South Significant Severe Weather & Flooding Friday
The active pattern for the South-Central and Southeastern U.S. will continue for the end of the week and this weekend. Severe storms capable of damaging winds, large hail, and tornadoes are likely, in addition to a risk for heavy rain and flash flooding.
Southerly flow will allow for abundant moisture to surge out of the Gulf of Mexico over the next several days. This build-up of moisture will contribute to the risk for heavy rain and flash flooding. The moisture will also increase the instability and allow for a threat of severe weather as well.
The Storm Prediction Center has issued a moderate risk (level 4, on a scale of 1 to 5) for severe storms for portions of Arkansas, Louisiana, and Mississippi, while an enhanced risk stretches from Oklahoma through Alabama. Numerous tornadoes will be possible in the risk area, with a heightened risk (yellow) across I-20 in Louisiana and Mississippi.
Not only is there an increased risk for severe storms. There is also a higher probability of significant severe storms. The Storm Prediction Center has now added at significant tornado threat for the overnight storms into southern Mississippi and southwest Alabama. Isolated supercell thunderstorms may develop out ahead of the squall line overnight. These have the potential of producing tornados of EF-2 or greater strength. The area shaded in pink/purple below could see thunderstorms produce hail stones upwards of two inches in diameter. The significant wind threat shaded in blue below could see long line segments of thunderstorms producing wind gusts greater than 70 mph.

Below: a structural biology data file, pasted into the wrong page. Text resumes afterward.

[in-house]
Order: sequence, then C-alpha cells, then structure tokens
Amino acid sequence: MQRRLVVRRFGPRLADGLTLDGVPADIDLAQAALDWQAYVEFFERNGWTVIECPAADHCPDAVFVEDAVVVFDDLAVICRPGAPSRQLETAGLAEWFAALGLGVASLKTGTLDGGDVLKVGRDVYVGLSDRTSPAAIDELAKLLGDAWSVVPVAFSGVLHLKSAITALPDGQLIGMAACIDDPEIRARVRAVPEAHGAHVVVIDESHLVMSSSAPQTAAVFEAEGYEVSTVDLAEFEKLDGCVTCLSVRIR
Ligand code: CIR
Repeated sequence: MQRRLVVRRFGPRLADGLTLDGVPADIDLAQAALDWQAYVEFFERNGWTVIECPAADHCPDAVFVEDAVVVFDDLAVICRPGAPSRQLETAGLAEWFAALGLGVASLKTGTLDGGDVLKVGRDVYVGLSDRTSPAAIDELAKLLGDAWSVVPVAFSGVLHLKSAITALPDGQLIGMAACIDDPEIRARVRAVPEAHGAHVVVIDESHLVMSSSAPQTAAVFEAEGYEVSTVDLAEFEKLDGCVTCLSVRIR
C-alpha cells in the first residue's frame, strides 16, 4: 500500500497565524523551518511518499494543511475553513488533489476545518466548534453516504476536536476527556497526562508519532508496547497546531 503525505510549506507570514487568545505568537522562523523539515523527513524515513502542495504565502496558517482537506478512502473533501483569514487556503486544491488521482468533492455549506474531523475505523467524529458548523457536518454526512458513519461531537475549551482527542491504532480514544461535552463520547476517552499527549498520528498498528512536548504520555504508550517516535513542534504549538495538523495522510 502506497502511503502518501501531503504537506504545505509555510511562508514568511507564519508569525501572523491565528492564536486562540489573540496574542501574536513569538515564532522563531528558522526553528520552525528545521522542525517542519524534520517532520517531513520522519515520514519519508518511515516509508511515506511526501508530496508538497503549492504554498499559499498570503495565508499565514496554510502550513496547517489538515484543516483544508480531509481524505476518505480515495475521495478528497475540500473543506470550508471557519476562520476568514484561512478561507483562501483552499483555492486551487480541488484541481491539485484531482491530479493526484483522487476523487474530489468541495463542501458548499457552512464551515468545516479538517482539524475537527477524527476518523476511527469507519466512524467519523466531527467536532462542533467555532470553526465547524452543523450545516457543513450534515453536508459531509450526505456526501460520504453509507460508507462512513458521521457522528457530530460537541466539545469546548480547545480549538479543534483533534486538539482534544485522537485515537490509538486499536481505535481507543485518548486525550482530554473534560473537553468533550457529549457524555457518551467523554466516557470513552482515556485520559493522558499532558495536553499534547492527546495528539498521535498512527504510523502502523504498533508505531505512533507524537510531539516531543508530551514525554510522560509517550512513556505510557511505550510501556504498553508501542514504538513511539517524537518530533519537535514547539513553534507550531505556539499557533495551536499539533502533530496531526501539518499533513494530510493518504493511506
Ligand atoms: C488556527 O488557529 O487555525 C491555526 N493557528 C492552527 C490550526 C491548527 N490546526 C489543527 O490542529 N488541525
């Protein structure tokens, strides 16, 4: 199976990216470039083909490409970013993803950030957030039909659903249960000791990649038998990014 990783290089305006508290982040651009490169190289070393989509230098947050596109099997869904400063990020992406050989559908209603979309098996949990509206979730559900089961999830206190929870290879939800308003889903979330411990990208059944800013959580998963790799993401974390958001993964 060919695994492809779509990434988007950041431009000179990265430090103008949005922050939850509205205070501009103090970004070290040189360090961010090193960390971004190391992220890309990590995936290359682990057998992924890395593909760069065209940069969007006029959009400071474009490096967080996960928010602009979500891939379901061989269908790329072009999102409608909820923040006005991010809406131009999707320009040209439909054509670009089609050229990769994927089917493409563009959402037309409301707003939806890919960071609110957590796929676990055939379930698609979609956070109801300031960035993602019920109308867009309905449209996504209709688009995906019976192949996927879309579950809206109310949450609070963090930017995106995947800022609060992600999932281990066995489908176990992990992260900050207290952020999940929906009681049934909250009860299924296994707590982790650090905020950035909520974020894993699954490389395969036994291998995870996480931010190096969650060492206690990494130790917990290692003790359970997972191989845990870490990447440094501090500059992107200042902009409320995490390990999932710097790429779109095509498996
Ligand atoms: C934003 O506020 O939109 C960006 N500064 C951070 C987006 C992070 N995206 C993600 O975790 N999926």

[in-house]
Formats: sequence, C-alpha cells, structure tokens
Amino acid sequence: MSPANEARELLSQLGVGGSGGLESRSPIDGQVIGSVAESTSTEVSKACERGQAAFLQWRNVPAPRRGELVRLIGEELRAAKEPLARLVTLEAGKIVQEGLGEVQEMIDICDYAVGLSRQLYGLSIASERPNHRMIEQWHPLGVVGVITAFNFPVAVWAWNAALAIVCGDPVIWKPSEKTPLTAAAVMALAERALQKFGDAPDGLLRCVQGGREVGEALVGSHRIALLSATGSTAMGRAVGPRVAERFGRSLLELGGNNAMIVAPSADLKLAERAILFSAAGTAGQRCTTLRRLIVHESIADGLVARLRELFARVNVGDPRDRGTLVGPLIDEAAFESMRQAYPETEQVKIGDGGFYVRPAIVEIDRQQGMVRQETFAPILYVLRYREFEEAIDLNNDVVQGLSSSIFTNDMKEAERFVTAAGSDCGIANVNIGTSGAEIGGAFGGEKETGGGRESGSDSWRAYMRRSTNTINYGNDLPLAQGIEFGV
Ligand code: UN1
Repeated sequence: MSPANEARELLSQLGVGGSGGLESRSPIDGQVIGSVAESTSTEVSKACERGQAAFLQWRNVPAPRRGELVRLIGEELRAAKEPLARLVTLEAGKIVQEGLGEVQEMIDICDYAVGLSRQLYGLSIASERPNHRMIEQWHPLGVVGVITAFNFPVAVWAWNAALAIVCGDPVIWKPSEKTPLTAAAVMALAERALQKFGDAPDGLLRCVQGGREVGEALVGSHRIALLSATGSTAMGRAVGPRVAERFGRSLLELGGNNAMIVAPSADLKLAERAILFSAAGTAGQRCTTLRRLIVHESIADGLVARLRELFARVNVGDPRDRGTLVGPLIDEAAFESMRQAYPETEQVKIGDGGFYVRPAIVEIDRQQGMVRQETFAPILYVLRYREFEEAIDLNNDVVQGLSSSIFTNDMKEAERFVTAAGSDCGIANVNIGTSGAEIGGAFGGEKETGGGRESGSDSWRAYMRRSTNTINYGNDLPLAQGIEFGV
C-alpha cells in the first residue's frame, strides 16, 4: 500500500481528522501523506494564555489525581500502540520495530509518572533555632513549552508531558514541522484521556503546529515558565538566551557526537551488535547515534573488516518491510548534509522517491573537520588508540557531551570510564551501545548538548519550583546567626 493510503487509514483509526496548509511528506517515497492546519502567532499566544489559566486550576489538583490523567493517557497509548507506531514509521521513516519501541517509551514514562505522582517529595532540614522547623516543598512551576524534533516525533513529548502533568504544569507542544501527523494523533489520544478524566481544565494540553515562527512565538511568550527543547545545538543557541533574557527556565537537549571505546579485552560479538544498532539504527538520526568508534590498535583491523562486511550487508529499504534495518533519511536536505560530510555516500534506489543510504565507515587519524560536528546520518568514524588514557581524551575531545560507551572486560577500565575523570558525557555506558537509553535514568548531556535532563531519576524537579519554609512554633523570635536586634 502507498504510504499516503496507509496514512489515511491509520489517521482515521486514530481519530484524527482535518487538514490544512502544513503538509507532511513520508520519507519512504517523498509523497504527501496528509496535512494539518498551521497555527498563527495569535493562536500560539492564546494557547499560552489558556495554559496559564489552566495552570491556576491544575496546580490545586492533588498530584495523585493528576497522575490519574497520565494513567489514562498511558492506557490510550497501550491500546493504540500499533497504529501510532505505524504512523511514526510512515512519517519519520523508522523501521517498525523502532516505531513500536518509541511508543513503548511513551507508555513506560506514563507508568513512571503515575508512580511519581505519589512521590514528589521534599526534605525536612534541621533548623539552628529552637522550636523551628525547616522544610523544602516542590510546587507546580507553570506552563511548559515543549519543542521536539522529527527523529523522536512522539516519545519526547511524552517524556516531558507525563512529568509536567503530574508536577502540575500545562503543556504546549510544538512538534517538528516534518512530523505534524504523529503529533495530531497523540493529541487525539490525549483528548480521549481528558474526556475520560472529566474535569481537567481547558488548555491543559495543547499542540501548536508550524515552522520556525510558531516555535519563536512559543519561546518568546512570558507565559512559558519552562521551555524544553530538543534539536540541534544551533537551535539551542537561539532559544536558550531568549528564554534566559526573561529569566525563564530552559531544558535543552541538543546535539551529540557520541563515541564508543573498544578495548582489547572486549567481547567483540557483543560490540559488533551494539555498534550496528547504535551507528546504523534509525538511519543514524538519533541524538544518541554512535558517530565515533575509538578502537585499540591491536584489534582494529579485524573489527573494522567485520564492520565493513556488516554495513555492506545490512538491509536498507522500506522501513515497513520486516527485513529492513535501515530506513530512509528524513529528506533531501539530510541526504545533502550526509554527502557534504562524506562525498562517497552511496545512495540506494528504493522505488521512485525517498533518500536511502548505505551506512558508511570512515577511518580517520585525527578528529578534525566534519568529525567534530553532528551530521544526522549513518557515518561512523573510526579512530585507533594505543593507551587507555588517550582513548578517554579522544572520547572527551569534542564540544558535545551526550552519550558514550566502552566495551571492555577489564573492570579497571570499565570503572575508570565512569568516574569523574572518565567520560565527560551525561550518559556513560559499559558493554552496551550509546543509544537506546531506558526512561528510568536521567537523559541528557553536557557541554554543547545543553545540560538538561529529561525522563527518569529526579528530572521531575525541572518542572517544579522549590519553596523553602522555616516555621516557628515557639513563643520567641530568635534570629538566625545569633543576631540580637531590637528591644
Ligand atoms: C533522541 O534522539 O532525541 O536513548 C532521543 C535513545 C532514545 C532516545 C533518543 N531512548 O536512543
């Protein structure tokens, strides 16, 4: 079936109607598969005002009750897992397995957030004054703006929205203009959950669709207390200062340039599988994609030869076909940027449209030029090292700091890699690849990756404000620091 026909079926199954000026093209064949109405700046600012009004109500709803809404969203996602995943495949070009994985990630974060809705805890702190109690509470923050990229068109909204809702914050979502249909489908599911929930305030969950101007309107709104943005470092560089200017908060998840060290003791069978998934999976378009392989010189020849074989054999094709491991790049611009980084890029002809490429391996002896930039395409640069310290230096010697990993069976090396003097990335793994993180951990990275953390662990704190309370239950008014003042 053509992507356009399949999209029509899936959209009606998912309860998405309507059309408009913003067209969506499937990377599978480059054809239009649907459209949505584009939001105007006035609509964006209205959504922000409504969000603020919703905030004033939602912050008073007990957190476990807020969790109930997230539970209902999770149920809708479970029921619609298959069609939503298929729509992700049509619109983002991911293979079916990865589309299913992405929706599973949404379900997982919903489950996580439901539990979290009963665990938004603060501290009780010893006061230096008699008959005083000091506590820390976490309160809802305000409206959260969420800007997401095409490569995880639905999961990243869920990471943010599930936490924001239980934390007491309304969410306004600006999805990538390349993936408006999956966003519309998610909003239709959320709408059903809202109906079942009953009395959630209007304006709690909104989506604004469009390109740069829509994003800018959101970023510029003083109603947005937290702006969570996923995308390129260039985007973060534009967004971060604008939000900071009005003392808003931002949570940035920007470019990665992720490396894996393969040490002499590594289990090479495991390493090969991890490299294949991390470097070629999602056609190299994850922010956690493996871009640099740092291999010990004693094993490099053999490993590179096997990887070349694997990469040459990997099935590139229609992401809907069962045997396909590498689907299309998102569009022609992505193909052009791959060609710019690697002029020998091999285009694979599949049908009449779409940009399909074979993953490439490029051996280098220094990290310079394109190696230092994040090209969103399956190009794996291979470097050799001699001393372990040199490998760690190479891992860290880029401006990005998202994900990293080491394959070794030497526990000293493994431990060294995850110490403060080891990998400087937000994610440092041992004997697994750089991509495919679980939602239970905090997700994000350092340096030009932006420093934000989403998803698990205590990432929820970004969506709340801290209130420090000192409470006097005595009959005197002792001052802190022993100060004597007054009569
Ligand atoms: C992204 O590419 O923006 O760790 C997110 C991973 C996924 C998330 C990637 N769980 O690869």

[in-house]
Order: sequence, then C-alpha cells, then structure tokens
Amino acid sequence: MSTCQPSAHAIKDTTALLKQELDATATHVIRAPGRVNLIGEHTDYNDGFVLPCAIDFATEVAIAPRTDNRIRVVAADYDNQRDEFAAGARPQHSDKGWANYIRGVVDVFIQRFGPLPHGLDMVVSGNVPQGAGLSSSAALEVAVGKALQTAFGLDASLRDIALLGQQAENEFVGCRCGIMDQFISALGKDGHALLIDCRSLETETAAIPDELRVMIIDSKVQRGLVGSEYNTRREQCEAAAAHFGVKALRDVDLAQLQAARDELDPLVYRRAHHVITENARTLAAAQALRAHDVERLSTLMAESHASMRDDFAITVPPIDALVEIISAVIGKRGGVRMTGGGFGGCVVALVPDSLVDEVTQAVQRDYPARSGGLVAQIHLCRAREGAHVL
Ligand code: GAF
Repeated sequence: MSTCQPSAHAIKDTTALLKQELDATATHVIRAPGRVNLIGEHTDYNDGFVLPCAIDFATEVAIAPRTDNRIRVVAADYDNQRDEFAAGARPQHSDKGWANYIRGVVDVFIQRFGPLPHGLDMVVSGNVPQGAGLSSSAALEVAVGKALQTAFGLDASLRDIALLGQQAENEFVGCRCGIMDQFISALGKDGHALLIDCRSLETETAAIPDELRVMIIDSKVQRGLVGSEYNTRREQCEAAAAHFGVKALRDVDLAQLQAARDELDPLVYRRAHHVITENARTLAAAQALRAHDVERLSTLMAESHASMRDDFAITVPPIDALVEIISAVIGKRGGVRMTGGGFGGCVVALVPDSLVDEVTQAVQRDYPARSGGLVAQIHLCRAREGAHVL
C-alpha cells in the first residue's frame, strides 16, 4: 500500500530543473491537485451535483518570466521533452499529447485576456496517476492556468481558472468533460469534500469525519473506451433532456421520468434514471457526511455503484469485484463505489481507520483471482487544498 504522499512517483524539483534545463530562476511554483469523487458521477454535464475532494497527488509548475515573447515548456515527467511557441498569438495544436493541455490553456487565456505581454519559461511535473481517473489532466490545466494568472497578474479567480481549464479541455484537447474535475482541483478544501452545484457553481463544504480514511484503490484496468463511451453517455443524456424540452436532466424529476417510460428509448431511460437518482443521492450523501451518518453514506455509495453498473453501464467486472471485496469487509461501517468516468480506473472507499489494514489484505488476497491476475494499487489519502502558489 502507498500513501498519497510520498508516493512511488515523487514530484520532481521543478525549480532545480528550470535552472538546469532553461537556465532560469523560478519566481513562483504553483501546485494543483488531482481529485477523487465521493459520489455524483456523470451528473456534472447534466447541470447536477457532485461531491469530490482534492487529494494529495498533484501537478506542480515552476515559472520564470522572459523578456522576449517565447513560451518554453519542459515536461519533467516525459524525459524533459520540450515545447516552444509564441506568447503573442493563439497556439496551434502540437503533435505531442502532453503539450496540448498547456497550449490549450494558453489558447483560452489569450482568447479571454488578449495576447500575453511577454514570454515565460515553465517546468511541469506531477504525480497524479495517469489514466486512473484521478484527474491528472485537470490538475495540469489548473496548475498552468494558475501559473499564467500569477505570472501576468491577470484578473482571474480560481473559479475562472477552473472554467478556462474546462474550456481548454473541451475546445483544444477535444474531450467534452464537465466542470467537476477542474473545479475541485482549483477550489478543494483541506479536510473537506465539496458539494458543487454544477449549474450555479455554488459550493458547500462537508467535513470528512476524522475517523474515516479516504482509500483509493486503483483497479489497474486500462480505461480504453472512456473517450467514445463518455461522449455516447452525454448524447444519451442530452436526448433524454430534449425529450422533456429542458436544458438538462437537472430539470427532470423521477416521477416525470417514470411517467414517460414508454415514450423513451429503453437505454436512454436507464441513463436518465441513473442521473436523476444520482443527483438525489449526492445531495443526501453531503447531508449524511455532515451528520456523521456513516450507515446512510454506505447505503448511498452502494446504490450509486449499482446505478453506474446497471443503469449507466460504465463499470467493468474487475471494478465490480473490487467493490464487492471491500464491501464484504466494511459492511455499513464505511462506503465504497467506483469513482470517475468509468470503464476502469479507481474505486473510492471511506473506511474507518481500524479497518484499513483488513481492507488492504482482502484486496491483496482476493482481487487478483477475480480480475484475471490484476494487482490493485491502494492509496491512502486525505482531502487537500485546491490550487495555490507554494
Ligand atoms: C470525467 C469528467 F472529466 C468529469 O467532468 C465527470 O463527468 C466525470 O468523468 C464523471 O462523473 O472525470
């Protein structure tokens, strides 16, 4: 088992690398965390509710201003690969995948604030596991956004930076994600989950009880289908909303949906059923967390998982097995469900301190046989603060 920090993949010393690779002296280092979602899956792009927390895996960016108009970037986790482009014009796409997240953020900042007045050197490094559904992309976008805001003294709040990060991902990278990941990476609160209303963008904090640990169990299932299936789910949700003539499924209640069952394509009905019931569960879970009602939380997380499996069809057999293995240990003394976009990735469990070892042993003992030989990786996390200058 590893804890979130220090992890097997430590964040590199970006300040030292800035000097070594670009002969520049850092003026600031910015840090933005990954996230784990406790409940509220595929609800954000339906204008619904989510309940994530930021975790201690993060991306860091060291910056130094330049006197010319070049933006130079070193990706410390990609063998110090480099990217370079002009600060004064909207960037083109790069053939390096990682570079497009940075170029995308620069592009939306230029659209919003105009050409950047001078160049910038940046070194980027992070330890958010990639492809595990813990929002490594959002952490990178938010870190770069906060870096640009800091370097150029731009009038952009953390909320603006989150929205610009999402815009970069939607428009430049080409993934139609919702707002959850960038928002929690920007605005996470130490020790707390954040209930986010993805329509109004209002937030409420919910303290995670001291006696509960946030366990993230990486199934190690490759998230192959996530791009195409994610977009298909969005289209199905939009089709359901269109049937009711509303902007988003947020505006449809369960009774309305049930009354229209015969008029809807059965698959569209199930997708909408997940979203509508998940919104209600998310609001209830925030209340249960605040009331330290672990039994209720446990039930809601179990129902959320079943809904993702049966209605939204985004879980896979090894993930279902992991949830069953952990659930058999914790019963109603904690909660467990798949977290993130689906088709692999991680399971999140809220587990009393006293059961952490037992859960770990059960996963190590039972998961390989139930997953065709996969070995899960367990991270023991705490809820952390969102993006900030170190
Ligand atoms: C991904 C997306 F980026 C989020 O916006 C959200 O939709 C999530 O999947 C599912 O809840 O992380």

Isolated to scattered strong storms are likely to begin Friday afternoon. From there, thunderstorms will likely consolidate into line segments through the evening. Overnight, a large Line Echo Wave Pattern, or LEWP, will form. This will remain powerful through the overnight hours. It is crucial for people living in the area to have multiple ways to get severe alerts overnight.
The timing for the heavy showers and thunderstorms will be from Friday afternoon all the way into Saturday. There are some indications that Saturday afternoon and evening could be active in many of these same areas. Heavy rain rates and consistent rain will make the risk of flooding strong…plus the delayed flooding from rising streams, creeks and rivers could also be an issue.
WeatherNation will be updating this forecast over the next several days, so be sure to check us out for the latest information.